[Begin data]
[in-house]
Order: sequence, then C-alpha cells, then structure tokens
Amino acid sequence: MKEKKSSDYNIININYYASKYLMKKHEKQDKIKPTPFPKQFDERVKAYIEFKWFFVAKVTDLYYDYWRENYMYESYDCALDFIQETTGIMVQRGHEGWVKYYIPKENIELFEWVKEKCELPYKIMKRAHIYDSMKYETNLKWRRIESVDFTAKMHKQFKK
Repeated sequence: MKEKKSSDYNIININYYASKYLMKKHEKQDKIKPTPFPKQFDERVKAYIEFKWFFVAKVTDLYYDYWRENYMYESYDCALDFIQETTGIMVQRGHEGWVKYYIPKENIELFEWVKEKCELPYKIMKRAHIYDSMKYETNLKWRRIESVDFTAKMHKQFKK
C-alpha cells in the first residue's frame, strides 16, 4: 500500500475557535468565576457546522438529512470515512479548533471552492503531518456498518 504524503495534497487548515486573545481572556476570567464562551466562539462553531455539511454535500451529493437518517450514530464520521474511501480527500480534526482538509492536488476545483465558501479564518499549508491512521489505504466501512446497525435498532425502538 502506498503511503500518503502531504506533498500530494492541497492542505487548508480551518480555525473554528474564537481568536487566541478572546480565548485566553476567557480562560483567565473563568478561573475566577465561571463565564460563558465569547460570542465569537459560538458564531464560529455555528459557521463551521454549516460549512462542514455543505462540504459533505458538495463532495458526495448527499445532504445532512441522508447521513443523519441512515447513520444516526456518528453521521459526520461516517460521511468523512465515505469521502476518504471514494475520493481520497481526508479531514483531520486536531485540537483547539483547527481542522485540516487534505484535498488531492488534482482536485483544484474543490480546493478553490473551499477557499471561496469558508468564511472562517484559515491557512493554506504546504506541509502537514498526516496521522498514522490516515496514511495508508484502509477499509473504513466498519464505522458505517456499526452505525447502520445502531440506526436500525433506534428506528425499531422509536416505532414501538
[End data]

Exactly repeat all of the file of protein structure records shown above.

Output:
[in-house]
Order: sequence, then C-alpha cells, then structure tokens
Amino acid sequence: MKEKKSSDYNIININYYASKYLMKKHEKQDKIKPTPFPKQFDERVKAYIEFKWFFVAKVTDLYYDYWRENYMYESYDCALDFIQETTGIMVQRGHEGWVKYYIPKENIELFEWVKEKCELPYKIMKRAHIYDSMKYETNLKWRRIESVDFTAKMHKQFKK
Repeated sequence: MKEKKSSDYNIININYYASKYLMKKHEKQDKIKPTPFPKQFDERVKAYIEFKWFFVAKVTDLYYDYWRENYMYESYDCALDFIQETTGIMVQRGHEGWVKYYIPKENIELFEWVKEKCELPYKIMKRAHIYDSMKYETNLKWRRIESVDFTAKMHKQFKK
C-alpha cells in the first residue's frame, strides 16, 4: 500500500475557535468565576457546522438529512470515512479548533471552492503531518456498518 504524503495534497487548515486573545481572556476570567464562551466562539462553531455539511454535500451529493437518517450514530464520521474511501480527500480534526482538509492536488476545483465558501479564518499549508491512521489505504466501512446497525435498532425502538 502506498503511503500518503502531504506533498500530494492541497492542505487548508480551518480555525473554528474564537481568536487566541478572546480565548485566553476567557480562560483567565473563568478561573475566577465561571463565564460563558465569547460570542465569537459560538458564531464560529455555528459557521463551521454549516460549512462542514455543505462540504459533505458538495463532495458526495448527499445532504445532512441522508447521513443523519441512515447513520444516526456518528453521521459526520461516517460521511468523512465515505469521502476518504471514494475520493481520497481526508479531514483531520486536531485540537483547539483547527481542522485540516487534505484535498488531492488534482482536485483544484474543490480546493478553490473551499477557499471561496469558508468564511472562517484559515491557512493554506504546504506541509502537514498526516496521522498514522490516515496514511495508508484502509477499509473504513466498519464505522458505517456499526452505525447502520445502531440506526436500525433506534428506528425499531422509536416505532414501538